By 1965, Innes found himself without a drive as BRP had run out of money. Rather racing anything than nothing, he ended up driving a BRM-powered Lotus 25 for Tim Parnell. Richard Attwood was his team-mate who remembers that time thus: “It was like driving for Minardi today. We were never going to win anything in them.

“Innes’ era had passed,” he continues, “and I don’t recall ever thinking he was an outstanding driver, but in those cars it was all a bit of a waste of time.

By then, at least, Innes had to be enthused about a racing car and there was simply nothing to be enthusiastic about. So in the end,! don’t think he took it very seriously. And if you’re looking to see how he stacked up against me, don’t bother my car always had the more powerful engine.”

Sportscars, however, had enthused Innes ever since he won the Goodwood TT in the BRP’s Ferrari 250 GTO in 1962, and the fact that one accounted for the most serious accident of his career did little to deter him. It happened in 1963 when he drove a Ferrari V12-powered Lotus 19 for Rosebud Racing at the North-West Pacific Grand Prix in Seattle. During practice and, by his own admission, going too fast, he lost control and hit a car that had no right to be parked where it was. When they finally cut him loose from the wreck, they discovered he’d not only dislocated his right hip but the impact had rammed a femur eight inches into his body.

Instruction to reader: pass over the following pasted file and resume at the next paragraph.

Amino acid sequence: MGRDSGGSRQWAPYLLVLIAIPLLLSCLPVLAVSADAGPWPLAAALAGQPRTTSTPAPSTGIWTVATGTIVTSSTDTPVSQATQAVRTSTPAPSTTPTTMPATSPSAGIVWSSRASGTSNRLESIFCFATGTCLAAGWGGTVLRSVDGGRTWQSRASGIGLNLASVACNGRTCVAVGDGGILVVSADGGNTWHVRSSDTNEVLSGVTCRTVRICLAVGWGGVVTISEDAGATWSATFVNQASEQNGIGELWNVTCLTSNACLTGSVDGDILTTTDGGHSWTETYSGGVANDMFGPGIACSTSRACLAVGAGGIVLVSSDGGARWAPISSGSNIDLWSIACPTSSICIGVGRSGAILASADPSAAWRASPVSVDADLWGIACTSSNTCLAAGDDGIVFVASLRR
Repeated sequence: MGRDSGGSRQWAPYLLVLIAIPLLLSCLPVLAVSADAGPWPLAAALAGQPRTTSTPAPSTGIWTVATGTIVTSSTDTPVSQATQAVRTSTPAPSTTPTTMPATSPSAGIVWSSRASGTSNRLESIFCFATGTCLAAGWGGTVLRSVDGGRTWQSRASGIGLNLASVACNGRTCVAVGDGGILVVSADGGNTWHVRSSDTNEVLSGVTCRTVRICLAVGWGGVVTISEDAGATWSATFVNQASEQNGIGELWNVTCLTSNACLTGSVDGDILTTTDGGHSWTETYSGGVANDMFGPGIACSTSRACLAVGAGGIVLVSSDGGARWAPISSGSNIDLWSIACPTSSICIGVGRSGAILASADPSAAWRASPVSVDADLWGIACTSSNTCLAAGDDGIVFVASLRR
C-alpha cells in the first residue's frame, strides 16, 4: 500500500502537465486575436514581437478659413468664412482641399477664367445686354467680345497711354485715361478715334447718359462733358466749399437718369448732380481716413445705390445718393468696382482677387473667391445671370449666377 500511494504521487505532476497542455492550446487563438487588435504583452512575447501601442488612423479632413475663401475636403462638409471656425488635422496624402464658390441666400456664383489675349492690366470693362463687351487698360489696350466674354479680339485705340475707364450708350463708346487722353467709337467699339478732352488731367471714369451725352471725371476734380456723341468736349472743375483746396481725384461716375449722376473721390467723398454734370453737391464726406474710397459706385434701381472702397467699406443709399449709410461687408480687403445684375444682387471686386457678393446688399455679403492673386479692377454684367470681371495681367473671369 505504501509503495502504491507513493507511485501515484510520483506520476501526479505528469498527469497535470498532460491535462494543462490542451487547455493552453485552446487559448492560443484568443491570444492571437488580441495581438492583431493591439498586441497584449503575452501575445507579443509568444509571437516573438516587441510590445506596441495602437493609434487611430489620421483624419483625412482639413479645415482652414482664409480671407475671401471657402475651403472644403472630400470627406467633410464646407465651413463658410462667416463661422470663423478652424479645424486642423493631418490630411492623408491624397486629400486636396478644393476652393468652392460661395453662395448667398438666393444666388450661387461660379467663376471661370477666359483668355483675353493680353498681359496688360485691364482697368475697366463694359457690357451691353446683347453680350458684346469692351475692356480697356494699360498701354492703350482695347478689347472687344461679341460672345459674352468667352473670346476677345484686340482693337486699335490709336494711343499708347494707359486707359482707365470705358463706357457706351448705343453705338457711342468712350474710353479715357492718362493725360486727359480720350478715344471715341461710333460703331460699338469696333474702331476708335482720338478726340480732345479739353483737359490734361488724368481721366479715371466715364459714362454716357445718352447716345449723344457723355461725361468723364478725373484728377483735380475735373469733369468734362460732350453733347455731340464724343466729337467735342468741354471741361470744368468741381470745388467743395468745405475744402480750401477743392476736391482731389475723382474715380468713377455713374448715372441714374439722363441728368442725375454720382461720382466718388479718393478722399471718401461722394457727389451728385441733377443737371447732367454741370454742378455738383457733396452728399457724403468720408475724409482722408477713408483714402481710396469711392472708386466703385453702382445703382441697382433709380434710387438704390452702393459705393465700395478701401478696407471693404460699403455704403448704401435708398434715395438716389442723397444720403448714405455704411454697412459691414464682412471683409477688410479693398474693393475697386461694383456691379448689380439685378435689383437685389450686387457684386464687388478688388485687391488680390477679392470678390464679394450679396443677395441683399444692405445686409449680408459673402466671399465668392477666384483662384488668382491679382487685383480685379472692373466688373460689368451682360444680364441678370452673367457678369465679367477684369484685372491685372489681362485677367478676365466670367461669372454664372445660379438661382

In 1964, he and Graham Hill were a split fuel tank from winning the Nurburgring 1000km in a Maranello Concessionaires Ferrari 330P, and when Col Ronnie Hoare started campaigning a Ford GT40 in 1966, Innes leapt at the chance to race it, his F1 career now truly over. It came to nothing.

Mike Salmon co-drove him and remembers a man still in command of his talents when the occasion arose: “He was underrated,” he recalls, “and a natural. He was smooth, mechanically sympathetic and entirely lacking in bullshit. I remember when we shared a 250LM having all kinds of trouble with the gearbox and asking him how many clean changes he’d made in it. He said, ‘About three’, whereas any number of other hotshots would have pretended to have had no trouble with it at all.”

A consensus is emerging: Innes Ireland was never one of the best, nor would he have been even if it had mattered to him as much as it mattered to Moss, Clark and Surtees. They had something he lacked. Were he alive today, Innes might conclude the fun he had and they missed was more than a fair trade.

But do not mistake him for some middle-order makeweight who happened to be around when Colin Chapman got it right and cashed in as a result, before fading thereafter. Such people would never be paid the compliment of watching Stirling Moss surveying their practice times.

Ireland’s best F1 races, at Goodwood in 1960 and Solitude in 1961, where he humbled everyone, are not well recalled today because they lacked championship status, but the drivers drove no less hard for that. But the difference between Ireland on one hand and Moss, Clark and Surtees on the other was that Stirling, Jimmy and John drove like that all the time. Innes, clearly, did not.

The verdict on Ireland’s talent is best summed up by Moss Innes’ friend, team-mate, rival and, at BRP, boss: “There are many people out there who have won a Grand Prix without ever deserving to. Innes deserved to win a whole lot more than he did. The record does not do him justice.”

Given that the same record books show Stirling was never world champion, it is fair to say that this is a subject on which he can speak with more than usual authority.